Newspaper article The Journal (Newcastle, England)

Duncan - Time in Jail Ruined Career; Ex-United Striker Speaks of Assault Charge Anguish

Newspaper article The Journal (Newcastle, England)

Duncan - Time in Jail Ruined Career; Ex-United Striker Speaks of Assault Charge Anguish

Article excerpt

Byline: Neil Cameron ? (0191) 201-6113 ? neil.cameron@ncjmedia.co.uk

FORMER Newcastle United favourite Duncan Ferguson has opened up for the first time about how he believes his infamous jail sentence all but ruined what had been a promising career. The controversial Scot, an PS8m signing by Ruud Gullit in November 1998, spent 44 days in Glasgow's notorious Barlinnie prison in 1995 for butting Raith Rovers defender Jock McStay during a game while he was a Rangers player.

Ferguson, now 41, became the first professional British footballer to be jailed for an on-field assault.

While his career earned him millions and he enjoyed cult status with the Toon Army, and especially with Everton, he never reached the heights expected of him.

Injuries played their part, but Ferguson, who retired in 2006, has revealed he felt betrayed by the Scottish Football Association who he blamed for not backing him in his darkest hour.

Ferguson said: "I don't like the attention and haven't done many interviews.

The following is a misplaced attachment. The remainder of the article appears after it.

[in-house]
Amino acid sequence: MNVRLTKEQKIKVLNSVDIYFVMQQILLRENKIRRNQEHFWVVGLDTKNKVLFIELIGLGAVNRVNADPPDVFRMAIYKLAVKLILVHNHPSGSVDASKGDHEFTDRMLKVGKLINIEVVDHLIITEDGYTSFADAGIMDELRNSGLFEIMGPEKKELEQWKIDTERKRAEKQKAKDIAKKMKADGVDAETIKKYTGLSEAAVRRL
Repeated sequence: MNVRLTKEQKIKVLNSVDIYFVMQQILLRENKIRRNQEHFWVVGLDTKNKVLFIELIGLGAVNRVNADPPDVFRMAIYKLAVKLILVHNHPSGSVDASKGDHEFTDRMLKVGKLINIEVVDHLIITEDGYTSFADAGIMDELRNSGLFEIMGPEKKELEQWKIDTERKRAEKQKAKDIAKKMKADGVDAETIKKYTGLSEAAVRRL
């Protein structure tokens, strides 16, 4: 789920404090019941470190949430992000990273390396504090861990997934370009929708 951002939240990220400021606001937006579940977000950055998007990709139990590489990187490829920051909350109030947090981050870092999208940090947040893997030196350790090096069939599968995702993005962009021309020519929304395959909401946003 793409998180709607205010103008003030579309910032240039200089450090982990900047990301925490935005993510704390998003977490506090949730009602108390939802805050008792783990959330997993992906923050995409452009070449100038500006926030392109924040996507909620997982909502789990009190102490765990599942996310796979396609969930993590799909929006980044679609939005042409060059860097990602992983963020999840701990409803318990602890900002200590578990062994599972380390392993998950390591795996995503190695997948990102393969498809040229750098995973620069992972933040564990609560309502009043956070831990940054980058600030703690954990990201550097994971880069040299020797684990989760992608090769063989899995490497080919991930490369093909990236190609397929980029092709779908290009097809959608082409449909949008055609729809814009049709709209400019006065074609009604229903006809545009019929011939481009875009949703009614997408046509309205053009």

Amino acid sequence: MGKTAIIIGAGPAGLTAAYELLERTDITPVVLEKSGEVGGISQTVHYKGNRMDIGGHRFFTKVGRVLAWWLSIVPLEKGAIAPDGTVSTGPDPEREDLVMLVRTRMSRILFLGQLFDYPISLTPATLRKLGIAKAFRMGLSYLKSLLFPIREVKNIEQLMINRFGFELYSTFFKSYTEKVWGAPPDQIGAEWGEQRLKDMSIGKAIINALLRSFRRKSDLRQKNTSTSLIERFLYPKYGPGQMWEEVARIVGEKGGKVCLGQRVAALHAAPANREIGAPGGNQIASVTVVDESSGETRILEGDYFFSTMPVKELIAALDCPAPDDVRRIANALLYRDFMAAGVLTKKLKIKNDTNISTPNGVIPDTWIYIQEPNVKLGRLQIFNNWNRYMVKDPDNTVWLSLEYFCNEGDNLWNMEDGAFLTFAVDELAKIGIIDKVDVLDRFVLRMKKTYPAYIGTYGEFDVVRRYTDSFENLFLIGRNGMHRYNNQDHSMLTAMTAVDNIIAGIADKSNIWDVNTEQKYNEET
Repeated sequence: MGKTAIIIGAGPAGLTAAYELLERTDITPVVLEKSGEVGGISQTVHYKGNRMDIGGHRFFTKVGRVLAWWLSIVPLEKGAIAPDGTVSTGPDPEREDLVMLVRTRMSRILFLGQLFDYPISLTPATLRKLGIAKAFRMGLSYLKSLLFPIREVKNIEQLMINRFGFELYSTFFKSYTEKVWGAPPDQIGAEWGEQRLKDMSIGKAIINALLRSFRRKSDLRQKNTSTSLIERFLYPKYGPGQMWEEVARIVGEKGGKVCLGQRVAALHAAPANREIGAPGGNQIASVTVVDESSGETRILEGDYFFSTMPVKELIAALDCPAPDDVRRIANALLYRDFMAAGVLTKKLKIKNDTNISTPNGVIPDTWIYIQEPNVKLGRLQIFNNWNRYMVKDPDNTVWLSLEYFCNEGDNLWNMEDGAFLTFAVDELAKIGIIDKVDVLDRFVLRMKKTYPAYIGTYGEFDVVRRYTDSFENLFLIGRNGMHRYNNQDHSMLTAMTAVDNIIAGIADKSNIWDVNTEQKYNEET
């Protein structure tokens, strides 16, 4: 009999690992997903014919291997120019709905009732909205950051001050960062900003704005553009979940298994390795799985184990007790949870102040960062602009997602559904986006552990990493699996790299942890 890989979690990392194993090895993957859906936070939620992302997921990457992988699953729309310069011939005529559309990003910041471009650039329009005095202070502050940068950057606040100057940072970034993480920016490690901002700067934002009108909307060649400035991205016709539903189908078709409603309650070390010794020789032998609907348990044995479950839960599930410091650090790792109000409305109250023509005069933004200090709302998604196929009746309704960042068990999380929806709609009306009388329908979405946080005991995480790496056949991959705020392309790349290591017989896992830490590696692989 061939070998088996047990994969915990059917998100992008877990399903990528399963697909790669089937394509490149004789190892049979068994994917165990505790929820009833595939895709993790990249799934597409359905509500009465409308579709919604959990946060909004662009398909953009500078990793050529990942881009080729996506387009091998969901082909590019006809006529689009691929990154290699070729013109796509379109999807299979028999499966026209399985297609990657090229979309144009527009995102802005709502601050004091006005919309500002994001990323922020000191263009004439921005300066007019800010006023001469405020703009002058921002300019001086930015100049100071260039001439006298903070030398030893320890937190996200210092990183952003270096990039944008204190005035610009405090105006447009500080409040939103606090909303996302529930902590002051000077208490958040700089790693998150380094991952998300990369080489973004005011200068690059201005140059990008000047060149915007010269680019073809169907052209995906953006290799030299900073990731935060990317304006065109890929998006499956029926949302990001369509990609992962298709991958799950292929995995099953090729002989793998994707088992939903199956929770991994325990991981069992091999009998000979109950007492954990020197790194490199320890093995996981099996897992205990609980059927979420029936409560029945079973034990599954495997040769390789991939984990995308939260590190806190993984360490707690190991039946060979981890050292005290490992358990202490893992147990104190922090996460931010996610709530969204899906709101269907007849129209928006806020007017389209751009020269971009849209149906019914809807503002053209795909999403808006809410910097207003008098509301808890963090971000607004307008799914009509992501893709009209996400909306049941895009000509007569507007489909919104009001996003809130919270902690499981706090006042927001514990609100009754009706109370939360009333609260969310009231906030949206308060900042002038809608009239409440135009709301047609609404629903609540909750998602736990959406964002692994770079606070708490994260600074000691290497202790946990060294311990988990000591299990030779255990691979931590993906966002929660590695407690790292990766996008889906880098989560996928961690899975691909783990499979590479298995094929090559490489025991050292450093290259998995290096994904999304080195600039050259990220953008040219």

"People write stories about you and you gain a reputation and that's that.

"I have spent an entire career trying to shake off a reputation I earned in one day. "That's the way it has been for me, but I have never been someone who is that bothered about things I can't control.

"Any problems I had during my time in England were all on the park and were part and parcel of football, but my situation with Scotland has stayed with me throughout it all.

"It's a massive void. I have thought about it a lot over my career and people who know me will tell you I wanted to play 100 times for my country.

"I wish I'd broken the alltime cap record and scored more goals than the lot of them." " He added: "I could have gained the caps as I made my debut when I was just 20 and was still being asked to play aged 34.

"It was my last year at Everton in 2006 and it was probably the last time I spoke to Ally McCoist.

"Walter Smith was the Scotland manager and he asked Coisty to see if I would come back.

"That was 14 years after my debut and it remains a huge regret of mine that I didn't win 100 caps for Scotland. I could have said 'yes' but because of the situation with the SFA I dug my heels in. …

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